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Year : 2022  |  Volume : 21  |  Issue : 2  |  Page : 145-150

The impact of media supplement on the viability, proliferation, and differentiation potential of bone marrow-derived mesenchymal stem cells

Department of Human Anatomy, College of Medicine, Mustansiriyah University, Baghdad, Iraq; School of Cellular and Molecular Medicine, Faculty of Biomedical Sciences, University of Bristol, Bristol, UK

Correspondence Address:
Dr. Nibras Hatim Khamees
Department of Human Anatomy, College of Medicine, Mustansiriyah University, P. O. Box 14132, Baghdad

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Source of Support: None, Conflict of Interest: None

DOI: 10.4103/mj.mj_49_22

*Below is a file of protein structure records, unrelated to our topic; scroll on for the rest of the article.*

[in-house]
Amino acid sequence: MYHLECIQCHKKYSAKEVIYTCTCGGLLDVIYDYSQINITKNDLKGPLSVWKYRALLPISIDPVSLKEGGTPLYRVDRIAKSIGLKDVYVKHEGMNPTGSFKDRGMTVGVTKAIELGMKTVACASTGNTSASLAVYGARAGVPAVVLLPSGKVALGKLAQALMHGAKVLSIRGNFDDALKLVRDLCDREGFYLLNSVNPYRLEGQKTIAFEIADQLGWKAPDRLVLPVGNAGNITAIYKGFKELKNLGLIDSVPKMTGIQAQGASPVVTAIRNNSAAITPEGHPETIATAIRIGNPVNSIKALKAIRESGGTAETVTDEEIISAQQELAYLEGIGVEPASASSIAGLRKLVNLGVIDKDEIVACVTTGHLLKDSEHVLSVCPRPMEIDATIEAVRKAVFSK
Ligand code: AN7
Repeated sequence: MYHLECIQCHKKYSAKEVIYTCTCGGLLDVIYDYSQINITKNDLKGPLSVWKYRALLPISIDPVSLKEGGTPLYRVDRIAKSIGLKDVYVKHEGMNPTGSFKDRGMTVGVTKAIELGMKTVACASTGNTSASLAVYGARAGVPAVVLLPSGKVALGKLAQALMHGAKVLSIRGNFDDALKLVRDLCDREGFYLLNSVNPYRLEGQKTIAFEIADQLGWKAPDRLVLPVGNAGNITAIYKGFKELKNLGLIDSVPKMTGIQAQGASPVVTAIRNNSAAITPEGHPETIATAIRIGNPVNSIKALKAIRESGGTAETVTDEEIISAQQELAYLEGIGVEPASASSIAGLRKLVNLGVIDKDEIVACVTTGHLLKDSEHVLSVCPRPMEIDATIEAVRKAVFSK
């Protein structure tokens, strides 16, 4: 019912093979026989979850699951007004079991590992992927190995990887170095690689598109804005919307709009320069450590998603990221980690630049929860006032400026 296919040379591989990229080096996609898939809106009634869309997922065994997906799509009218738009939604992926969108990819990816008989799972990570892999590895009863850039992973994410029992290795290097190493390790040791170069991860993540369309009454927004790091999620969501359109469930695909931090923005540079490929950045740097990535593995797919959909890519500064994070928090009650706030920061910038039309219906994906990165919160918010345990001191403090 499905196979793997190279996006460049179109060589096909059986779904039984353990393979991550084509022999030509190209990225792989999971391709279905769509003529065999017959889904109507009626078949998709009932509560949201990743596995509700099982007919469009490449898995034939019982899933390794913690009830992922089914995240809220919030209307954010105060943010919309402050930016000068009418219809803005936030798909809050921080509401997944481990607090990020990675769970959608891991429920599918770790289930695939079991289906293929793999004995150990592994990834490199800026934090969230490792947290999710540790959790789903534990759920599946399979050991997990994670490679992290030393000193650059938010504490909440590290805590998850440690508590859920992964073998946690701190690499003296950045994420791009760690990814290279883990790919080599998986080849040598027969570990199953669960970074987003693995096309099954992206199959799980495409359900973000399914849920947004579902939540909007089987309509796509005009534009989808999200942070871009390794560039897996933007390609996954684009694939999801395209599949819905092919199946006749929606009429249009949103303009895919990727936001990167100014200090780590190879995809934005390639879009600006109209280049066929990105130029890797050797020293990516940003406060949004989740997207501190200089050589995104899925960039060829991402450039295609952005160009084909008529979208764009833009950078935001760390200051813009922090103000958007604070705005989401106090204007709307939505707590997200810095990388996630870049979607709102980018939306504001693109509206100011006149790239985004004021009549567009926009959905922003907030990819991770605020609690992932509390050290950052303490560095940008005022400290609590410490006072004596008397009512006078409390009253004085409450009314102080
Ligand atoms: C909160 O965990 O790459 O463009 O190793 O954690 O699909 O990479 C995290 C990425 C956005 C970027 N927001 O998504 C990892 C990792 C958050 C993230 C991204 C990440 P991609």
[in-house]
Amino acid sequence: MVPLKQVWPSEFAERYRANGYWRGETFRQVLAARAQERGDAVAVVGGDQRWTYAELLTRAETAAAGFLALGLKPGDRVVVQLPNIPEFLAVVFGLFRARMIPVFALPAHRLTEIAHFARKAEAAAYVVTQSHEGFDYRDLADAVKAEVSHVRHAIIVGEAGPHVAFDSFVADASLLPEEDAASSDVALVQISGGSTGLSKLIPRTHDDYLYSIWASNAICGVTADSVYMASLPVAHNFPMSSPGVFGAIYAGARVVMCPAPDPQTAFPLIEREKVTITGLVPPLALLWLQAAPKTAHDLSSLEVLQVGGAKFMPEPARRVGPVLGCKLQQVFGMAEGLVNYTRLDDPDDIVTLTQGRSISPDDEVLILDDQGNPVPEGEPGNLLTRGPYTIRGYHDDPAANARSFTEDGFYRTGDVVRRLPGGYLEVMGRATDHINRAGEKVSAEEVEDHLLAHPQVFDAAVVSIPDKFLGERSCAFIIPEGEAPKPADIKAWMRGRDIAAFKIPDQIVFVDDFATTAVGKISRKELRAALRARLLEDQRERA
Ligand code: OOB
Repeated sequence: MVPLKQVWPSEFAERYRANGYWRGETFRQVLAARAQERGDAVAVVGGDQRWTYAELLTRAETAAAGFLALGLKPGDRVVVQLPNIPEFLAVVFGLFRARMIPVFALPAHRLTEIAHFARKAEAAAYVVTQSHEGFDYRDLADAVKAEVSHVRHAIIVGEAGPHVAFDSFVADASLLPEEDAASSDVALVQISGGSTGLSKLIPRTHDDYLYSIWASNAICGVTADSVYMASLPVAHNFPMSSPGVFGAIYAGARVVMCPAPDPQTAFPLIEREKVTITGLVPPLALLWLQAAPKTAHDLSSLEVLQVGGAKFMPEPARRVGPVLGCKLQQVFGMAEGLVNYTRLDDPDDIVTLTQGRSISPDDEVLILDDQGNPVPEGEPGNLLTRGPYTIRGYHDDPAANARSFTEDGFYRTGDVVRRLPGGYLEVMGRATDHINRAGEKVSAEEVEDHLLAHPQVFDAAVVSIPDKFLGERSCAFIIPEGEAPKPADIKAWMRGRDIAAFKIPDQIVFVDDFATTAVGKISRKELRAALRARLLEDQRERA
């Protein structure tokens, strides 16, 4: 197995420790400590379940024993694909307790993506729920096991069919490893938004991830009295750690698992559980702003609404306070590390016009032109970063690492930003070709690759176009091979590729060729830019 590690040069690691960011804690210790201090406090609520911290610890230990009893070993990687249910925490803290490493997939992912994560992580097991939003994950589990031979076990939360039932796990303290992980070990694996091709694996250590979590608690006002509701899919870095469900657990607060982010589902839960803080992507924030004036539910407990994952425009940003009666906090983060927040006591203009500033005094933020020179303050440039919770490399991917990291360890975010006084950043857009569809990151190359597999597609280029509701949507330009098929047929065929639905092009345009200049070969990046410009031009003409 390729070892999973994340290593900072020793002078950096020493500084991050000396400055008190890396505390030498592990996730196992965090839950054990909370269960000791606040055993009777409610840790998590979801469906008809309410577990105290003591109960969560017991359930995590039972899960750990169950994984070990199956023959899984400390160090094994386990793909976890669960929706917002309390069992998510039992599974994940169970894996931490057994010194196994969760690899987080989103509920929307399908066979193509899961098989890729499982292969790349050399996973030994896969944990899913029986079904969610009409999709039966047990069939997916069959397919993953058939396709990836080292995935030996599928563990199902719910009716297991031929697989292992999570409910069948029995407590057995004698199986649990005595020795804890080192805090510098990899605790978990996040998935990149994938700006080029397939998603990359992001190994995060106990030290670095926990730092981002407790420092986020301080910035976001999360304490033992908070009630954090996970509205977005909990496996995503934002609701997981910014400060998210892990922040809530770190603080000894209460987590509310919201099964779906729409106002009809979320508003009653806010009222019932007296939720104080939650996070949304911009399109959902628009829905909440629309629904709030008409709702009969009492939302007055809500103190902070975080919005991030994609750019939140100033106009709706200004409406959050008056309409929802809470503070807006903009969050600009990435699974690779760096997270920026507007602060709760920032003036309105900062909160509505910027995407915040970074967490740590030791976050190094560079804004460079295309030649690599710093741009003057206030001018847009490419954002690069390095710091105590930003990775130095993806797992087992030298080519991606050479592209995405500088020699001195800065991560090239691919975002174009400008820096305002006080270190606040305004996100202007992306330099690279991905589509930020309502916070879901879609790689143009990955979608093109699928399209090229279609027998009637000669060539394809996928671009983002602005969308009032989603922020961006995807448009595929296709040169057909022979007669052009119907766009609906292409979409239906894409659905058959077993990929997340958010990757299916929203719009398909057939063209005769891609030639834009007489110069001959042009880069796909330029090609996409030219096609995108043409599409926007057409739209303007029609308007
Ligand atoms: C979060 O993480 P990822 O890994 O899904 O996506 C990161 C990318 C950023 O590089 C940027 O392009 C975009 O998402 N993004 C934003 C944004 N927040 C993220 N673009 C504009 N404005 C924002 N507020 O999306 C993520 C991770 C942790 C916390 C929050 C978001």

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Background: Bone marrow-derived mesenchymal stem cells (bmMSCs) are one of the most promising therapeutic methods in modern medicine. These cells are grown in tissue culture media, commonly supplemented with fetal bovine serum (FBS), but such supplement carries a number of drawbacks, such as immunological reaction and composition variation. Another supplement known as insulin-transferrin-selenium could act as serum replacement and help enhance the experimental results and therapeutic value of MSCs. Objective: The objective was to investigate the effect of tissue culture supplement in regard to bone marrow MSCs viability, proliferation, and differentiation potential. Materials and Methods: Human bmMSCs were grown in tissue culture plates at seeding density of 5 × 103 cells/cm2. The cells were divided into two groups, 10% FBS supplement or insulin-transferrin-sodium (ITS) supplement. The viability of the cells was assessed with live/dead cells kit (ethidium homodimer-1 and calcein). Cell proliferation was assessed with MTS assay, while multilineage differentiation potential was assessed with human MSC functional identification kit. Results: Our results showed that the viability of MSCs was comparable between FBS and ITS supplement groups at 24 h and 48 h intervals. Both groups showed similar proliferation capacity after 48 h and 72 h of incubation with no significant statistical difference. The cells from both groups were able to differentiate into osteoblasts, adipocytes, and chondrocytes. Conclusion: Insulin-transferrin-selenium supplement could be used as an alternative to FBS in laboratory experiments and clinical applications (such as cell therapy) to avoid the drawbacks of FBS and enhance the outcome of these applications.

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